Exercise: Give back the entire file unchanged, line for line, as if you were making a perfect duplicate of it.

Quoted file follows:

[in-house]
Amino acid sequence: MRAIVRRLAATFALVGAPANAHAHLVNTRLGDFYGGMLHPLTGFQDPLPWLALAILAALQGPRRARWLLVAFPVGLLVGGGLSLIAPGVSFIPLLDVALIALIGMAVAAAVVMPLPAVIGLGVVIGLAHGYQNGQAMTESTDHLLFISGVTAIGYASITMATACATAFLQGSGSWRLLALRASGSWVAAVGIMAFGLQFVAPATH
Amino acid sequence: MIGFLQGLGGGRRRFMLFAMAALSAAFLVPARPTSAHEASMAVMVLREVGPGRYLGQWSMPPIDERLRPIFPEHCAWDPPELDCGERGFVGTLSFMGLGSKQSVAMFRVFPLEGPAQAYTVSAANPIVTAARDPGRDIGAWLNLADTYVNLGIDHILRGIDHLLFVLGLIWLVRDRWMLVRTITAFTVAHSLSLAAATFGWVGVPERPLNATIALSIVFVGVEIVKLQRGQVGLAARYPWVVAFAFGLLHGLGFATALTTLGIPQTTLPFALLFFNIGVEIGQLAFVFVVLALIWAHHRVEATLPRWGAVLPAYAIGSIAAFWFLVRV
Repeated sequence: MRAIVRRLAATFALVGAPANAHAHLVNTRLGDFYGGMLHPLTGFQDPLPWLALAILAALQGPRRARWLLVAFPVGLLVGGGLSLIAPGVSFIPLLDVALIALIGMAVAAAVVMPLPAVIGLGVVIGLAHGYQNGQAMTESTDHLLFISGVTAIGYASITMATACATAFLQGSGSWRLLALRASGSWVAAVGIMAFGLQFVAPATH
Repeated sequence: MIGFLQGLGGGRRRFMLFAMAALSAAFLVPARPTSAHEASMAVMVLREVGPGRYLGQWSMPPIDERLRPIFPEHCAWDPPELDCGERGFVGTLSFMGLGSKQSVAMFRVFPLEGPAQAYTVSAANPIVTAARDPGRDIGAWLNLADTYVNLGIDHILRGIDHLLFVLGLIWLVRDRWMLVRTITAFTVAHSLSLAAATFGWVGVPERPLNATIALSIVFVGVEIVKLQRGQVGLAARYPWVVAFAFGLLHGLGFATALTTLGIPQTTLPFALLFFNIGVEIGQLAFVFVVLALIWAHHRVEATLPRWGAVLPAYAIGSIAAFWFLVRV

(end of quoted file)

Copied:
[in-house]
Amino acid sequence: MRAIVRRLAATFALVGAPANAHAHLVNTRLGDFYGGMLHPLTGFQDPLPWLALAILAALQGPRRARWLLVAFPVGLLVGGGLSLIAPGVSFIPLLDVALIALIGMAVAAAVVMPLPAVIGLGVVIGLAHGYQNGQAMTESTDHLLFISGVTAIGYASITMATACATAFLQGSGSWRLLALRASGSWVAAVGIMAFGLQFVAPATH
Amino acid sequence: MIGFLQGLGGGRRRFMLFAMAALSAAFLVPARPTSAHEASMAVMVLREVGPGRYLGQWSMPPIDERLRPIFPEHCAWDPPELDCGERGFVGTLSFMGLGSKQSVAMFRVFPLEGPAQAYTVSAANPIVTAARDPGRDIGAWLNLADTYVNLGIDHILRGIDHLLFVLGLIWLVRDRWMLVRTITAFTVAHSLSLAAATFGWVGVPERPLNATIALSIVFVGVEIVKLQRGQVGLAARYPWVVAFAFGLLHGLGFATALTTLGIPQTTLPFALLFFNIGVEIGQLAFVFVVLALIWAHHRVEATLPRWGAVLPAYAIGSIAAFWFLVRV
Repeated sequence: MRAIVRRLAATFALVGAPANAHAHLVNTRLGDFYGGMLHPLTGFQDPLPWLALAILAALQGPRRARWLLVAFPVGLLVGGGLSLIAPGVSFIPLLDVALIALIGMAVAAAVVMPLPAVIGLGVVIGLAHGYQNGQAMTESTDHLLFISGVTAIGYASITMATACATAFLQGSGSWRLLALRASGSWVAAVGIMAFGLQFVAPATH
Repeated sequence: MIGFLQGLGGGRRRFMLFAMAALSAAFLVPARPTSAHEASMAVMVLREVGPGRYLGQWSMPPIDERLRPIFPEHCAWDPPELDCGERGFVGTLSFMGLGSKQSVAMFRVFPLEGPAQAYTVSAANPIVTAARDPGRDIGAWLNLADTYVNLGIDHILRGIDHLLFVLGLIWLVRDRWMLVRTITAFTVAHSLSLAAATFGWVGVPERPLNATIALSIVFVGVEIVKLQRGQVGLAARYPWVVAFAFGLLHGLGFATALTTLGIPQTTLPFALLFFNIGVEIGQLAFVFVVLALIWAHHRVEATLPRWGAVLPAYAIGSIAAFWFLVRV